Frequently Asked Question

BIRDHOUSE - What is the Lithium Coin battery for ?
Last Updated 6 years ago

If the coin cell goes dead the processor cannot keep time and may not "wake up" properly after "sleeping".

Sleep cycles shut down the processor to reduce battery current drain when AC power is lost (i.e. - running on internal power).
The (coin cell) backed clock allows it to "wake up" every few minutes for a few seconds, just long enough to check the situation.
If everything is OK and there still isn't any AC, it simply goes back to sleep.
If it didn't "sleep" the batteries would only last a few hours rather than a few days.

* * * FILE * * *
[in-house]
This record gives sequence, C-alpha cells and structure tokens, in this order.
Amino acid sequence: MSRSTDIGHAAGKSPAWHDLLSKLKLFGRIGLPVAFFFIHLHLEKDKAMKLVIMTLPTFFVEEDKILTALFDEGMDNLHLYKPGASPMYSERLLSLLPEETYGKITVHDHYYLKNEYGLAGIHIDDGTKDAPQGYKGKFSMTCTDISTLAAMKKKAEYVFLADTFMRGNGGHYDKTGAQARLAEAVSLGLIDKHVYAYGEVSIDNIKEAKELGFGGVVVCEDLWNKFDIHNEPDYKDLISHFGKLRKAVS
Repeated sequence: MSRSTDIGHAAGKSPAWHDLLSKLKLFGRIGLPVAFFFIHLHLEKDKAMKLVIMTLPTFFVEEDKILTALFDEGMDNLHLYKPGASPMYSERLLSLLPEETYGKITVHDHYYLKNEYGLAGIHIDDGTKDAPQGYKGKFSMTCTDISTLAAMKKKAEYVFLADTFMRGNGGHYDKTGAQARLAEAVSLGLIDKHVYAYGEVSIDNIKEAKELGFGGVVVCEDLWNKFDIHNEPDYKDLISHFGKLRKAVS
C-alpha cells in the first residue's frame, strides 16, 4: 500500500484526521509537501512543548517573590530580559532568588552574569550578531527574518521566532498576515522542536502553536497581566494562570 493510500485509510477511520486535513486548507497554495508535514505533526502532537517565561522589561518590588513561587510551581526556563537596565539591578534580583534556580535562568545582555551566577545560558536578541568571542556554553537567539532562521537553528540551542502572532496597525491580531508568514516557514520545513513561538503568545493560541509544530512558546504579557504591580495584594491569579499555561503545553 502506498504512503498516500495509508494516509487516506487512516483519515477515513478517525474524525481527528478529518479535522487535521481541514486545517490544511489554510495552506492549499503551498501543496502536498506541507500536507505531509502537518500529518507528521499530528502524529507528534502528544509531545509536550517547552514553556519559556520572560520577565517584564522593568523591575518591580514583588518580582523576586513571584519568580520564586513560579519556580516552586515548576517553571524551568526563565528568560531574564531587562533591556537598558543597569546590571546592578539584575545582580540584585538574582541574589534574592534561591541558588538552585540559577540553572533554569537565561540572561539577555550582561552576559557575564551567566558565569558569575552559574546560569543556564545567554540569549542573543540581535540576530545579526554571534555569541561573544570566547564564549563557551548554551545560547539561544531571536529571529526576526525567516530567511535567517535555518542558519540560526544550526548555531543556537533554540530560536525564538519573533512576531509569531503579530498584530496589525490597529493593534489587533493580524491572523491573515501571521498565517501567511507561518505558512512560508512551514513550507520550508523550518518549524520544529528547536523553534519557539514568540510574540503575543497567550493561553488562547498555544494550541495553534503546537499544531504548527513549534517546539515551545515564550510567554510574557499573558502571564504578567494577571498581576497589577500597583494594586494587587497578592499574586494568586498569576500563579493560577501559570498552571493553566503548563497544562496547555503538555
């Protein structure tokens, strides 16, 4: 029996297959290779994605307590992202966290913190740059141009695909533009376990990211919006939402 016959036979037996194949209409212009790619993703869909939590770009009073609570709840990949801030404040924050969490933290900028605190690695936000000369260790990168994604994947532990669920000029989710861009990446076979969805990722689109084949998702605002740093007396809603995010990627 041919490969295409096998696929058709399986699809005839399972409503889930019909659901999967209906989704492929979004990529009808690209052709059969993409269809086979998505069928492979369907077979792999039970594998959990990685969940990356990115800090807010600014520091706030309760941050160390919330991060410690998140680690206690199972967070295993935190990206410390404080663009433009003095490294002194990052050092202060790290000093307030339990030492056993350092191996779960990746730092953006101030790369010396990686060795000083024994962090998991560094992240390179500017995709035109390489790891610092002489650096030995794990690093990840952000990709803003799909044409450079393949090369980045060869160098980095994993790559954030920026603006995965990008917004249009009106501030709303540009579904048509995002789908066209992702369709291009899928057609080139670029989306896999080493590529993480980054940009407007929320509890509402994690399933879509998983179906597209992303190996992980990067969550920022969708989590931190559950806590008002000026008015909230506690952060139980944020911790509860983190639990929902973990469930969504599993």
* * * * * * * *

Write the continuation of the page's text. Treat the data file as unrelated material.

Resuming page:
Most people have reliable AC so it never sleeps so this is typically not a problem.

What happens if the coin cell falls off or goes dead? I don't believe anything will happen at all - that is until it loses AC.
The worst scenario I can think of is that it loses AC and when AC is restored the processor is sleeping but it can't recover because the coin cell is dead.  So, the processor never recharges the main batteries. Yes, software monitors the main battery charging.

Add to this a customer that doesn't test their system regularly, so a couple years later corrosion from four dead NiMH batteries damages the control board. I admit that this scenario is pretty far-fetched. It still is a possibility.

Note that there are redundant circuits that will "trip" the disconnect without the processor even operating. For that reason I don't see any safety risk.  The manual tells users to test their system regularly and to open up the case every once in a while to change batteries and / or inspect for corrosion.

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